In this week's Rewind Robert Smith has gathered a bevy of old race programs from the era when one day harness meets were held at many small town tracks across the land. He has displayed portions of each of the vintage programs, or "scorecards" as they were often called back then. Each one is accompanied by a short commentary related to the location.
A view from the grandstand at an old time race meeting
This week's topic has always been a particular favourite of mine, dating back as far as I can remember. Race programs have fascinated me from a young age. When my father went out of town on a visit to a racetrack I always studied the programs he carefully marked and brought home (sometimes with other goodies like U.S. candy bars and the like). I could spend literally hours going over them and trying to figure out all the information they contained. The ones shown here today wouldn't take too long to read.
The early "score cards" contained relatively little information beyond the horse's name, driver and owner. At times a horse switched races and because the programs had been printed well in advance, a race goer had to write in the name. One facet of most of the old programs that remained constant was the inclusion of advertisers. For a small fee a local business or even an individual could display their name and message at various spots on the card. It all helped with the expenses incurred when a race day was held.
1950 - Wasaga Beach Holds Thanksgiving Race Day Races
Wasaga Beach Races - 1950
Oct. 9, 1950 - A day of racing was held on this date at the Wasaga Beach track and it was the fourth time that year that races were presented. It featured four races each going two heats. Handling the starting duties was Tom McDonnell of Hamilton accompanied by his 15-year-old son Bill along with Jack Kenny serving as the announcer. Programs were available for sale at the gate for 10 cents each with the proceeds helping to defray costs for the day.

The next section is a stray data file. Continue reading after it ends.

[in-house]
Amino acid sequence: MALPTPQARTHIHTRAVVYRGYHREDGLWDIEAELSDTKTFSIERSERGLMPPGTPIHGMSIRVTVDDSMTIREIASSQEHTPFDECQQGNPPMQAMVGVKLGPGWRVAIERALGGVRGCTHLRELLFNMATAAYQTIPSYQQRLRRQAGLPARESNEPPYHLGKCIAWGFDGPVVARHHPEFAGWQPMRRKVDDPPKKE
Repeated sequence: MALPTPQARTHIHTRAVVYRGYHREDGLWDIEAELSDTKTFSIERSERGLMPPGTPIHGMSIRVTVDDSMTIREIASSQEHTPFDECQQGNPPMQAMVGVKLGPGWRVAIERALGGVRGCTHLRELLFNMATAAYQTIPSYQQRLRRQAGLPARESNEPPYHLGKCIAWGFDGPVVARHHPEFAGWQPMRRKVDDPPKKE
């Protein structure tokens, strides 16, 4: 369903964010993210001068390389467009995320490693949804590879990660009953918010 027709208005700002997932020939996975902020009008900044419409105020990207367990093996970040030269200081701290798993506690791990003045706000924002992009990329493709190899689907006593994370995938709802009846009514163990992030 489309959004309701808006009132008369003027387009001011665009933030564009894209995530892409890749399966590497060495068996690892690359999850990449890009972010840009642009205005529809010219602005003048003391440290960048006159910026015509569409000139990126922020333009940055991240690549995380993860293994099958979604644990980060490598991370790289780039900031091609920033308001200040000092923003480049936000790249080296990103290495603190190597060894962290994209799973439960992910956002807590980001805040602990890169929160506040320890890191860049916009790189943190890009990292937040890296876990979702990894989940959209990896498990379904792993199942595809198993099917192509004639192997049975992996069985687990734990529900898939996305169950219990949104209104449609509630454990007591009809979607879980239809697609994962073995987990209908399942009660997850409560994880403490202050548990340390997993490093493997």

On the track the highlight of the day was a match race between Billy Grattan and Tony Todd with the former taking both heats for owner and driver Frank Carnahan of East Linton. Originally billed (as shown on the program) as a six-horse event but apparently several did not enter the race so it ended up as a two-horse match race.
In the opener Mr. Normby won both heats for owner and driver Jacob Geisel Sr. of Hanover. In the second Dude Harvester Jr. was a two-heat winner for Hugh McLean of Port Elgin. The other race was split between Dolly Todd for Robert Landers of Orangeville and Ray Axworthy owned by Gordon McLeod of Owen Sound.
1951 - Collingwood Races Held On May 24th Holiday
For many years in the Collingwood area the season unofficially opened with a day of racing at the local track. A number of horsepeople started their careers there and went on to greater heights. On this day 11 heats were held and some still familiar names appeared throughout all of the races. Winning drivers included Hugh McLean, Orval Edwards, Bill Madill, Clarence Lockhart and Jacob Geisel Jr. I believe known as "Sonny" who piloted his own Bud Braden. The winner of the Class 27 Trot and Pace event was Tom's Girl, a bay mare owned by J.L. Waples of Phelpston and driven by his young son Keith (27 at the time).
In the Free For All event which went three heats for a purse of $300, a pair of horses both sired by Dan Patch Jr. had almost identical standings. Nancy Patch was the winner with 1-2-1 for owner Robert Walker and Bert Patch Jr. 2-1-2 for owner A.A. Greer and driver Hugh McLean took second place. I am guessing that Allan Walker, son of the owner, was the driver of Nancy Patch but the old summaries often did not show the driver.
(Be sure to see today's trivia question at the bottom of the column)
1956 - Clinton Holds Annual Race Day
With a Wednesday afternoon post time of 2:00 on June 13th, a full card of racing was staged at the Clinton track. With President Dr. George Elliott at the helm and Sec. - Treasurer A.M. Knight, the Clinton Turf Club was in charge. This program carried a price tag of 25 cents, slightly higher than some of the others displayed. This race meet showed a bit more organization as each race had a different colour for the head numbers.